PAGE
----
I've just come back from the United States where I had an absolutely wonderful time meeting booksellers, librarians and teachers. Brilliant, lovely people one and all!

While I was there, The Call was nominated for The Leeds Book Awards. Am I happy? Well, yes. Very.

I wasn't the only one, of course. Also on the list, is my friend, Liz Flanagan, author of the wonderful Eden Summer, and the great Sarah Pinborough, who wrote one of my favourite reads of last year, The Death House.

Here's the full list for the 14-16 age category:
Eden Summer by Liz Flanagan
The Trap by Alan Gibbons
Orangeboy by Patrice Lawrence
The Call by some guy
13 Minutes by Sarah Pinborough
Broken Sky by L.A. Weatherly

Enjoy! I need to add a few of these to my own reading list...

Come See Me in London!

If you're going to be near the UK's capital at the end of September, I'll be taking part in a talk in Waterstone's Piccadilly branch on 30/9/16 at 6:30pm. Tickets are £3. Here's the blurb:

"Join us for an evening of fascinating tales and fantastical worlds, as authors Peadar O’Guilin and Laure Eve discuss how traditional myths and folklore create hypnotic and engaging worlds in YA fiction. The event will be chaired by Waterstones Piccadilly favourite Katherine Webber."

The Blog of Blogs

One week from today, The Call, will be available for purchase in the US. Two days later, the rest of the universe will have its chance to turn precious, precious money into something with my name on the cover and with my words (and hangups) inside. I'm shocked by how close it is. And just as blackberries, ripening in concert, cause Autumn to arrive, so too does my blog tour bring forth from the abyss, the fruit of my nightmares. My book, that is.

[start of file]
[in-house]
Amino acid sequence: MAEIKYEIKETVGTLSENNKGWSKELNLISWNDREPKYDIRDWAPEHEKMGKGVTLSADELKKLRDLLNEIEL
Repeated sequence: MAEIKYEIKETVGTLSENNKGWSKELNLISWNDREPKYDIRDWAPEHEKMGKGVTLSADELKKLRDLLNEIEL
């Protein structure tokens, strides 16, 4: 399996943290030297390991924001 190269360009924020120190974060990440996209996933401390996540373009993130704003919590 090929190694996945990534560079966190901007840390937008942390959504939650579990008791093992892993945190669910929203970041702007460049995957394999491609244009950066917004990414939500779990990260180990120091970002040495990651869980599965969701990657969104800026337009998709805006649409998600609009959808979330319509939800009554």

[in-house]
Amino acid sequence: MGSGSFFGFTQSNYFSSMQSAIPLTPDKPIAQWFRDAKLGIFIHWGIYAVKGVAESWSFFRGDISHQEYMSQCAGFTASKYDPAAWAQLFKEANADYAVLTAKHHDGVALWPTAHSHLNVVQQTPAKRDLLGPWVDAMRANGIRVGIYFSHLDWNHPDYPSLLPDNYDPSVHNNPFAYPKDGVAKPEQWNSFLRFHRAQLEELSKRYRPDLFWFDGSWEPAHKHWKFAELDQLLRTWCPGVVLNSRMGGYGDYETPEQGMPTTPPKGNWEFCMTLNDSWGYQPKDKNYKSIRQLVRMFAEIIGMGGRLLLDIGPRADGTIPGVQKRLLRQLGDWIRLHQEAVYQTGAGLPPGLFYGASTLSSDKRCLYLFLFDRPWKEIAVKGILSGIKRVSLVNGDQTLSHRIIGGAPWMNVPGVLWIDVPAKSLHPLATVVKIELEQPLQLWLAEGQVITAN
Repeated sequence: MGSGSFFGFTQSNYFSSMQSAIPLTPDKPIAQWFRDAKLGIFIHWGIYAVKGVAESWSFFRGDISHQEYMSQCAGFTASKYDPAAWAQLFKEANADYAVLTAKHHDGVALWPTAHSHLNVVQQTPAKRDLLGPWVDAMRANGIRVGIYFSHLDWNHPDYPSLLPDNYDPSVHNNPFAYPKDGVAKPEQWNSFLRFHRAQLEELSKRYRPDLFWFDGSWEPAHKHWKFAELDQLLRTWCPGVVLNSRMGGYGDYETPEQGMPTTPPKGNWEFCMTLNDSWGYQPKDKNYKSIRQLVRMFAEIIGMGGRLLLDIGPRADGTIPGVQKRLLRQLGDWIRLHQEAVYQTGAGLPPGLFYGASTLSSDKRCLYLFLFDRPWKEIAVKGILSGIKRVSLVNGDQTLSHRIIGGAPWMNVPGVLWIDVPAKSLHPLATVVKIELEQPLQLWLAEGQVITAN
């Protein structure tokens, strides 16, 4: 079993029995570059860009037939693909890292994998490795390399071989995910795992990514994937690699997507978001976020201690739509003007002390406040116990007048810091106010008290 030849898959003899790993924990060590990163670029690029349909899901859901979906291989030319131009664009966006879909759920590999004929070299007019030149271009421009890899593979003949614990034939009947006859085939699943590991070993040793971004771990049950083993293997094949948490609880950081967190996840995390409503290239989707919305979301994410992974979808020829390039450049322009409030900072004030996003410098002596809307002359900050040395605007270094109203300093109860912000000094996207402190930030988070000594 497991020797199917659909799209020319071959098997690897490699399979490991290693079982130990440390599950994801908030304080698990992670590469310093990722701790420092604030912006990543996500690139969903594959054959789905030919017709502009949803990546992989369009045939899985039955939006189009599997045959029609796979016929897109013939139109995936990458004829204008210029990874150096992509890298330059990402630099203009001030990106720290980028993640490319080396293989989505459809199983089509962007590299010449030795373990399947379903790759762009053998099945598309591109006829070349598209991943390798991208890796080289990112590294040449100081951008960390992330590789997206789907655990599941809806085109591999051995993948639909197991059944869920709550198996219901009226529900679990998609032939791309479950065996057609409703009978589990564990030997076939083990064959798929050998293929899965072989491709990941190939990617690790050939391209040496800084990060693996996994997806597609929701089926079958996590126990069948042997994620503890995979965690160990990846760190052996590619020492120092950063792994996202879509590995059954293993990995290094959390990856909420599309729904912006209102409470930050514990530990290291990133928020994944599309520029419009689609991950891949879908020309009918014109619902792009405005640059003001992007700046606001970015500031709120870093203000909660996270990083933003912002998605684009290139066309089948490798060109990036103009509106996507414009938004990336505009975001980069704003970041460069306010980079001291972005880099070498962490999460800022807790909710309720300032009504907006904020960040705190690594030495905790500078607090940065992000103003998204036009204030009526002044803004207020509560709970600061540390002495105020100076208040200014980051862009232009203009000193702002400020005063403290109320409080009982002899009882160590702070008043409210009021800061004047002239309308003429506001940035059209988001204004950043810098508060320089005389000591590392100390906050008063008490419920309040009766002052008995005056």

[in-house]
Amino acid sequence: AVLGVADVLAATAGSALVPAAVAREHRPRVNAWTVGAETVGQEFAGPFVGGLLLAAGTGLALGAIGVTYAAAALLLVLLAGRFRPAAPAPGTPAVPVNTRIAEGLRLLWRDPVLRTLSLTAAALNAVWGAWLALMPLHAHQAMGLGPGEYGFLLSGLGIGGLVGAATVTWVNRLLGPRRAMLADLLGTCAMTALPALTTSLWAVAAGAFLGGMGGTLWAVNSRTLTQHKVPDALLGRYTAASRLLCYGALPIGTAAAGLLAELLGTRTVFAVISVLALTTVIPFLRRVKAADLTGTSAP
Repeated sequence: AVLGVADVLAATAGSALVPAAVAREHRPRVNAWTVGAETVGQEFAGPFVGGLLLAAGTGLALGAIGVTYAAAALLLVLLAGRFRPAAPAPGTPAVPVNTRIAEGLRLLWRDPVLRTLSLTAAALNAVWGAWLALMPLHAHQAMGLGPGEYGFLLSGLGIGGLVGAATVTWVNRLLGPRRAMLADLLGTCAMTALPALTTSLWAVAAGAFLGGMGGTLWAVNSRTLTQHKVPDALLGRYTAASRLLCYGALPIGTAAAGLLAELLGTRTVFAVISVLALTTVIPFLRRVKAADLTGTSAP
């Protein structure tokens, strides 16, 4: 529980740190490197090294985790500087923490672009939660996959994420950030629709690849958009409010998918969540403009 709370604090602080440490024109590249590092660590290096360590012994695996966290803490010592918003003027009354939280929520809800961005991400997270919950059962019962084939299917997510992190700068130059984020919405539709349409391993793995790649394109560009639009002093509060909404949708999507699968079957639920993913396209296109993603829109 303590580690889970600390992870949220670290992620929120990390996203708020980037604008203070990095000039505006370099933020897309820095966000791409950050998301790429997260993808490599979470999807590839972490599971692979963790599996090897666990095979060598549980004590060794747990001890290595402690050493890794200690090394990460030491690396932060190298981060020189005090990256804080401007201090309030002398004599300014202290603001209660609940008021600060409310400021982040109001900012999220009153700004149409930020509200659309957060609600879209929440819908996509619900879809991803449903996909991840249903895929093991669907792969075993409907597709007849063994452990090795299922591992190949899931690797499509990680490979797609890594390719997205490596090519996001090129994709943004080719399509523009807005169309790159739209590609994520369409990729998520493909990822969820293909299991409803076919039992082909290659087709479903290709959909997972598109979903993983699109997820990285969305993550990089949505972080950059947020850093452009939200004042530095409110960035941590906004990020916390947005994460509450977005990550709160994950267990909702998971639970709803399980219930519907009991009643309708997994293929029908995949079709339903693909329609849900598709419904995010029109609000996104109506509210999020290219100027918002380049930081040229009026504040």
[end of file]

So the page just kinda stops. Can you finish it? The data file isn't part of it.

First off is an article I wrote for the web site of the Irish Times, called Of fiction, fission and fairies.

But the actual, real, official tour began yesterday when Words from a Reader conducted an interview with me. Want to know some of my favourite books? Who inspires me? Then, click on the link.

Today the tour continues with a post I wrote for Tales of Yesterday about unlikely heroes. I make a few mentions in there of dragons and St. George, the tiny, but aggressive piglet.

Details for the rest of the week are in the image below...

Dublin Launch of The Call -- Plus! Plus! iBooks Names The Call one of its 25 Best Books of August

September 1 (In the evening -- precise time TBD)
Eason, O'Connell Street.
Don't dress in a penguin suit unless you want to be hugged.
More details when I get them!

In the meantime, holy moly! The Call got selected as one of iBooks 25 Best Books of August. I'm pasting in their review below... After this, I'll try to go at least a week without posting any more propaganda. I know people don't come here to be bombarded.

iBooks Review
It’s hard to exaggerate the impact of The Hunger Games on teen fiction—the series has spawned a generation of young characters trained to survive harsh, horrific circumstances. The Call breaks the mold by weaving in Celtic mythology, pitting its willful heroine Nessa against the Sidhe, the malevolent fairies who wage battle on the Irish by whisking their teenagers away and hunting them down. It’s fresh and exciting, one of the most riveting adventures we’ve read in a while. Author Peadar O’Guilin has created a world that feels both intensely real and thrillingly spooky.